USC Students help San Bernadino Plans, Win $5,000 In Sunstone Economic Development Challenge

LOS ANGELES — A multi-pronged approach to reinvigorating San Bernardino and its business community won four USC graduate students $5,000 on Thursday, April 11, at the Sunstone Economic Development Challenge @ USC Price. 

Five teams of graduate students in the University of Southern California Sol Price School of Public Policy presented proposals to help municipalities they have worked with over the last four months for new economic development plans focused on innovation and entrepreneurship. A panel of judges questioned each team, then deliberated before crowning Giselle Melendez-Cruz, Melissa Morfin-Acevedo, Adriana Morales and Manny Munoz with the first place prize. 

“We’re thrilled to highlight San Bernardino as the Inland Empire’s hidden gem,” Adriana Morales said, speaking for the team. “Our vision for the San Bernardino community was to offer a pathway to social mobility and growth through entrepreneurship. It was truly a pleasure working with City staff and key stakeholders to plant a seed of entrepreneurship for a thriving economic ecosystem.”  

Sunstone Management CEO John Keisler used the occasion to announce formation of Sunstone Cities, LLC. The affiliate company will be available for consulting with cities to develop economic development approaches and more. Sunstone Cities is already working with Anaheim and Lakewood on economic development plans, and Keisler said the company is capable of working with more municipalities.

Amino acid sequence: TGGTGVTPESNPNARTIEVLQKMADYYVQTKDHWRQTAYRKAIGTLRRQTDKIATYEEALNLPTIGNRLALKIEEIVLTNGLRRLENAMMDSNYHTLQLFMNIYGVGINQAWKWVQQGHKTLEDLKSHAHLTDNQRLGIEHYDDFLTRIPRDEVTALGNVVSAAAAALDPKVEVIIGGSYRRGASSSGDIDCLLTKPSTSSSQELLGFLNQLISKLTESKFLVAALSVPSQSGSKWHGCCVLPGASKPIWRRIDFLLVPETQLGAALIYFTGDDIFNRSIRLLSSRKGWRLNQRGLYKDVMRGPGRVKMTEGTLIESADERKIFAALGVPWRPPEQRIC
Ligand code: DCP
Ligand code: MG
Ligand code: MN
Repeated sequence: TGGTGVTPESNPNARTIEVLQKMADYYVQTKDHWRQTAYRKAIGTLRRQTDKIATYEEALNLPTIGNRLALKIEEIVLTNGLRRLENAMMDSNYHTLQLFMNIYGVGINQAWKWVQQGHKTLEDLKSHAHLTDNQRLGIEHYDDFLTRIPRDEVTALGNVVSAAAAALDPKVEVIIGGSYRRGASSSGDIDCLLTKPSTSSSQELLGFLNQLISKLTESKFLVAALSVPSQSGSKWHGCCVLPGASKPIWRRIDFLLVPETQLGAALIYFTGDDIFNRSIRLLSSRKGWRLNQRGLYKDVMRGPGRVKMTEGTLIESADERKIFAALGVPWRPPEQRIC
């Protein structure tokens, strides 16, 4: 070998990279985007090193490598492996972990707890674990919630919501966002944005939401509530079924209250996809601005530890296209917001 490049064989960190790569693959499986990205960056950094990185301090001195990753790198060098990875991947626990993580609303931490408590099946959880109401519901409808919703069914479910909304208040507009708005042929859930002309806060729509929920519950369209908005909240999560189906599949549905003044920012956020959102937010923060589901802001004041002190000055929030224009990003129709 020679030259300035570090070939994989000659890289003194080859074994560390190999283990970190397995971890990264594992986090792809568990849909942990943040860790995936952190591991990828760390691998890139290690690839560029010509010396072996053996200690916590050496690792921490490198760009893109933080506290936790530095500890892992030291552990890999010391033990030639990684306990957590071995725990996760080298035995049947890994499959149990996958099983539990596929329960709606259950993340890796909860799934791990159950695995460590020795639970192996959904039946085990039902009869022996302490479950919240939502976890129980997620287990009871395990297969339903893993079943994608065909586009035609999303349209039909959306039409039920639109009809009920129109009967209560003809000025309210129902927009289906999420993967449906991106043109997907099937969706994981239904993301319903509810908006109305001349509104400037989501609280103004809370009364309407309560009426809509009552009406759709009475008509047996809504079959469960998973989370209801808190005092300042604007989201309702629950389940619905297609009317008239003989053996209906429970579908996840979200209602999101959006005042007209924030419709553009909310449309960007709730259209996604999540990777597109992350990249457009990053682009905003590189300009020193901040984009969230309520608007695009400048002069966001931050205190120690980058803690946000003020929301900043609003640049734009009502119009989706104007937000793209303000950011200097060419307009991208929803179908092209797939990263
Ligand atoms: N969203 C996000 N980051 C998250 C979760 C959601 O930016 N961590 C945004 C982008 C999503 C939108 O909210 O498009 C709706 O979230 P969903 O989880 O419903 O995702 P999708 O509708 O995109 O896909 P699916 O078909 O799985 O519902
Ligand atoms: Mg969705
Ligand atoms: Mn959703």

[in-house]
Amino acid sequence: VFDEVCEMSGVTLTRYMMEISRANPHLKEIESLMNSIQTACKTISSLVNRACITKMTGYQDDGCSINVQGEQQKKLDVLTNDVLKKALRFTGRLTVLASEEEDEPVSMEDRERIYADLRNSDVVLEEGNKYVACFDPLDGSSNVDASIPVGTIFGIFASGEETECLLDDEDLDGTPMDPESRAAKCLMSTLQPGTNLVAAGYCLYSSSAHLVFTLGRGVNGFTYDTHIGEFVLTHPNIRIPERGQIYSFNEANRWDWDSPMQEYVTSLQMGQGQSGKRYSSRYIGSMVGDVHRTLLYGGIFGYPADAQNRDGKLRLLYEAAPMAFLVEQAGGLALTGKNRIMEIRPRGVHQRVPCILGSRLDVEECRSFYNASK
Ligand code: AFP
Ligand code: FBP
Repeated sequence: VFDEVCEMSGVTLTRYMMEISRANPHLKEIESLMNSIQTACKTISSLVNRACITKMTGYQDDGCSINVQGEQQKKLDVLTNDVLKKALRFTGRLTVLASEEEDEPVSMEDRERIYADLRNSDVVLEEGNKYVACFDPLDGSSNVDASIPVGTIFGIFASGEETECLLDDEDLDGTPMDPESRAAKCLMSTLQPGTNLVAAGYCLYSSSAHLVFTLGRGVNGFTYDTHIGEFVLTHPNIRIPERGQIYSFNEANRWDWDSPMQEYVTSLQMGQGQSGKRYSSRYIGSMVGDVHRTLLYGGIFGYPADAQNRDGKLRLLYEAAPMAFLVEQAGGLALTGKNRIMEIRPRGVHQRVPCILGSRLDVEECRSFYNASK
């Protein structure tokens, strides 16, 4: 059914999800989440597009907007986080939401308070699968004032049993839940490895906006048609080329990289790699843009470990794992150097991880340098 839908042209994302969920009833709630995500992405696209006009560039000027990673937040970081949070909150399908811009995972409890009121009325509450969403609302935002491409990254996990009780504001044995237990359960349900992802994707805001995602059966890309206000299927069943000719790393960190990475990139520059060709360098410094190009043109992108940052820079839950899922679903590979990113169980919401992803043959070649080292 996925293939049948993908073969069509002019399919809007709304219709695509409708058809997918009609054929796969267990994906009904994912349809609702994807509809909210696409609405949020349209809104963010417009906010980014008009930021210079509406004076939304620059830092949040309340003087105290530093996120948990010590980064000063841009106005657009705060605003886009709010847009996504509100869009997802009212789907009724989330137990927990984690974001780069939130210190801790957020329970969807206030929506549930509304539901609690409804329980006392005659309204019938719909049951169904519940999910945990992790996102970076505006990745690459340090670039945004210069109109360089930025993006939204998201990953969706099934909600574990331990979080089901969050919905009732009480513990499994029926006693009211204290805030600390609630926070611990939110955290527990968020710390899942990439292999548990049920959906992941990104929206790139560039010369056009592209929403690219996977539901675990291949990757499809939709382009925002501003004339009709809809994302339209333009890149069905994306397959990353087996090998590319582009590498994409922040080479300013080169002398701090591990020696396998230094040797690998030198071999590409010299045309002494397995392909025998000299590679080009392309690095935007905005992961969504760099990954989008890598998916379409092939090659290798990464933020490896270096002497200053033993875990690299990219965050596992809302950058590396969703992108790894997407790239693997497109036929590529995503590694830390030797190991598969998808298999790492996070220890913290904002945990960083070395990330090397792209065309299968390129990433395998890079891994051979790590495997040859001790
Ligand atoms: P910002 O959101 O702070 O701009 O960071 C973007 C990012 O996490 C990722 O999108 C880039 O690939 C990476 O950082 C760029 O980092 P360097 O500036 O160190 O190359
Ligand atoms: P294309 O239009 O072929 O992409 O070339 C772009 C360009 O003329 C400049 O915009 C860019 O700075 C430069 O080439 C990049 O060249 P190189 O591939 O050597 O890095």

This is the second year for the Sunstone Economic Development Challenge @ USC Price, supported by Sunstone Management through a grant from the Sunstone Community Fund. The USC City/County Management Fellowship (CMF) oversees and cosponsors the program. In addition to San Bernardino, the cities of Pasadena, Lomita, Torrance, and Culver City participated this year. 

Keisler, who is the former Economic Development Director for the City of Long Beach and a USC graduate as well as the CMF treasurer, opened the day at the USC Hotel exhorting the 100-plus people attending to “be a Sunstone.” He explained how sunstones once were used as guides for Norse sailors and symbolized the positive energy of the sun. Then he urged the students to continue working across sectors to improve communities. 

“Public-private-educational partnerships are key to moving ahead, particularly in economic development,” he said. “Making those connections will help you succeed.” 

Before the pitches began, the crowd heard from Dan O’Brien, Culver City’s vice mayor, and Steve Madison, Pasadena’s vice mayor. Dan O’Brien stressed that city staff – where most graduate students typically start careers – is what makes things happen. Having innovative, creative ideas is important, but it also is important that you can present your ideas well – just like the pitches the teams have prepared. 

Steve Madison offered the elected officials’ side of working with staff members. Communication and collaboration with the community are keys to good municipal governance, he added.